One of the funniest (and saddest) things human beings ever thought was that they could control nature. No one can control nature. The earth will always get the last word.

Therefore, in an effort to protect ourselves from extinction, let’s protect our oceans, our first home. Let’s start today on World Oceans Day. The earth gives us so much to be grateful for. We can show her a little love in return.

pam lazos 6.8.21

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Born to Run

cover of Born to Run

Well I got this guitar and I learned how to make it talk.
Bruce Springsteen, Thunder Road

We all have stories to tell. Some may seem more important, depending on the teller and the telling, more alluring, more entertaining, more profound, but I posit that the greatest of storytellers can turn even the most mundane story into an anthem. Bruce Springsteen is a premiere storyteller and his autobiography, Born to Run filled with so much heart, grit, self-analysis, determination, sweat, and superhuman drive, you may have to stop reading once in awhile to catch your breath. In Born to Run, Springsteen tells his own story in his own way, nailing that sucker up on the cork board of his life for all the world to see, feel and interpret, revealing the fun, the failures, the hell-raising and the heartaches with the clear-eyed soulful vision of a poet, one who’s been around the block a few hundred thousand times and would go again in a heartbeat.

Part of mine own story is inextricably intertwined with Bruce’s music. He released Born to Run, the album, in August 1975, the year I started high school, and to my fervent freshman ears, the album sounded like a call to arms. How many times did I sing those songs while riding my bike en route to my lifeguarding job, or on the bus with the swim team coming home from a meet, all high on endorphins from our win, belting out Springsteen tunes in a glorious maelstrom of harmonic convergence. We knew all the words. Everyone in Jersey did. You pretty much couldn’t be from Jersey and not like The Boss. I’m pretty sure he’s a state treasure or something. It’s not just that Bruce is from New Jersey, it’s that he was New Jersey, every wild conundrum, incarnation and incantation, the fabulous and the foibles, and I swear I can’t listen to his music, not then and not today, without getting all choked up with emotion. The man’s music speaks to my soul. His book is no different.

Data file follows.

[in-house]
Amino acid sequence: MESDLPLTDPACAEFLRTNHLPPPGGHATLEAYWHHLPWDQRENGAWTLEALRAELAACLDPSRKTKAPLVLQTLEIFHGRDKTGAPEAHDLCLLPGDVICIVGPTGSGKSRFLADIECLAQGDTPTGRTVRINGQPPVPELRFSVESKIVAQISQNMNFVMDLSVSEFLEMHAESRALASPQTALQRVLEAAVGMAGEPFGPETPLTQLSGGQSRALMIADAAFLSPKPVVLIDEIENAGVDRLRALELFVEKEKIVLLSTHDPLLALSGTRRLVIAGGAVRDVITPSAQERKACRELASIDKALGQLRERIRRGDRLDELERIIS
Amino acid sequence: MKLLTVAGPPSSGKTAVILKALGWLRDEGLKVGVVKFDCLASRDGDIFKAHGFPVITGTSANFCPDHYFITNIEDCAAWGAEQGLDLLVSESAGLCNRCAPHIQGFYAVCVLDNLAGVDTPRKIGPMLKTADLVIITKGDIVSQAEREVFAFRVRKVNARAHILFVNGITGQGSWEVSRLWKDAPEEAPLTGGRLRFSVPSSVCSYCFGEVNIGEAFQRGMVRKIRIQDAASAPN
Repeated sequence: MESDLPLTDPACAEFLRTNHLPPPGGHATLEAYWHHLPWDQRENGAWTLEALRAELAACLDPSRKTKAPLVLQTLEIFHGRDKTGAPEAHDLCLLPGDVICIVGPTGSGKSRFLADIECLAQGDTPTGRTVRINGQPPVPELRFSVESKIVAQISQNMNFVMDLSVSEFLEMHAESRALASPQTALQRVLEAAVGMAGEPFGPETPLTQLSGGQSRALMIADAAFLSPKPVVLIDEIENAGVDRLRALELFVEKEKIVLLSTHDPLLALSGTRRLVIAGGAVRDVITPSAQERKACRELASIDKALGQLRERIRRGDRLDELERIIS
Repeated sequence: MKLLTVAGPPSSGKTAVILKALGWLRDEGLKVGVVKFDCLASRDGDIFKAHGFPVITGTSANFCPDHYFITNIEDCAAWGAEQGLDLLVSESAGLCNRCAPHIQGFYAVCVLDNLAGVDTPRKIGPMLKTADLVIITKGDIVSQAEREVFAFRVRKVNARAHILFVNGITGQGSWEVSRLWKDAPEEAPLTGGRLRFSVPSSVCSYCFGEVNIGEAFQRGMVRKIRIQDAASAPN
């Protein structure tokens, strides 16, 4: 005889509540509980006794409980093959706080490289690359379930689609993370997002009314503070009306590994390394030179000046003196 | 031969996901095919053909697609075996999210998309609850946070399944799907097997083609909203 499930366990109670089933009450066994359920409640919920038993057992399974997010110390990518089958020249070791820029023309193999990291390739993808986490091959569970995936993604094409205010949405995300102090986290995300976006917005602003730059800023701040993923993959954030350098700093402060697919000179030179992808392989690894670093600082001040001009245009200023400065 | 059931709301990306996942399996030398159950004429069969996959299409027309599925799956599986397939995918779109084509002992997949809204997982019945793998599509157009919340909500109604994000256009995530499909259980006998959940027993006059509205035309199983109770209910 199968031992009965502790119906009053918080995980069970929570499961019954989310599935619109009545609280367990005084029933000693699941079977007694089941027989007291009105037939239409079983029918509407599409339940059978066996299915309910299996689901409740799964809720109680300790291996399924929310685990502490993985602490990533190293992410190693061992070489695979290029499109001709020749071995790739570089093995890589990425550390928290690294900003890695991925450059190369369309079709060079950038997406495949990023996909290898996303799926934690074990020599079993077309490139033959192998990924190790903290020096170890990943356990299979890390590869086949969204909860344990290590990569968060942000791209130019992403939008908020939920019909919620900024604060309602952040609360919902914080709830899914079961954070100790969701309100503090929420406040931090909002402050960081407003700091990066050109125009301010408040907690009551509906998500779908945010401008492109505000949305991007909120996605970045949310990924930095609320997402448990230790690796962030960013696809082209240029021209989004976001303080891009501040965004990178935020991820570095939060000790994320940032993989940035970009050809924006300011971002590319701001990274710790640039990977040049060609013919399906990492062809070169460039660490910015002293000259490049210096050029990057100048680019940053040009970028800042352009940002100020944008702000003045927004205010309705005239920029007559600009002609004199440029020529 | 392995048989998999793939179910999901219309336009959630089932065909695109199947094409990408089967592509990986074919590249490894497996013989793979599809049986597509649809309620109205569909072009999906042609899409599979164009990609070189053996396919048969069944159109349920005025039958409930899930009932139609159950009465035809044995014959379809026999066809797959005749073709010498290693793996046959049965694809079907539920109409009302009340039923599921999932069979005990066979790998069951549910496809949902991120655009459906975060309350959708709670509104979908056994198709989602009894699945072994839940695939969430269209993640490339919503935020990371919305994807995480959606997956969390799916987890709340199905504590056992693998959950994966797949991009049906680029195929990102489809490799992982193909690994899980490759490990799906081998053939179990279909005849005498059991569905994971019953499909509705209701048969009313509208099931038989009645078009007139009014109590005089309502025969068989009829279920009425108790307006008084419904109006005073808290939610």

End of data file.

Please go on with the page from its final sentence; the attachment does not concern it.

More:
Oh oh, come take my hand
we’re riding out tonight to case the promised land.

Bruce Springsteen, Thunder Road

I can’t read that line and hear the thrilling little guitar riff that follows without wanting to explode in exaltation or at least dance around the living room, so it was no surprise that I cried my way through Born to Run while riding my bike once again — this time for exercise not transportation — the story leaving me breathless with its spirit and hard-scrabble, wide-open honesty: the behind the scenes look into Bruce’s life and upbringing; the E Street Band whose members, after 40 years of playing together, he considers family; the dichotomy of mega superstar and common man; the uber adoration of his grandmother that gave him his self-described narcissism; his troubled and bipolar father who made every step Springsteen took a difficult one, but who later recanted after Springsteen won an Oscar for Philadelphia saying, “I’ll never tell anyone what to do again”; the mother who held it all together with her wit, loyalty to family, and exuberance; the Catholic upbringing which injected both a lyricism and mysticism into Springsteen’s writing before he even realized it; the social justice that was part of his life and band since the beginning, reflected most poignantly by his relationship with longtime pal and bandmate, Clarence Clemens — especially relevant today in a country teeming with racial injustice; and the love of his wife and family that ultimately saved him; all these pieces of the puzzle of one man’s story laid out for every man to help with their own stories, dissected and displayed with a poet’s grace and knack for association.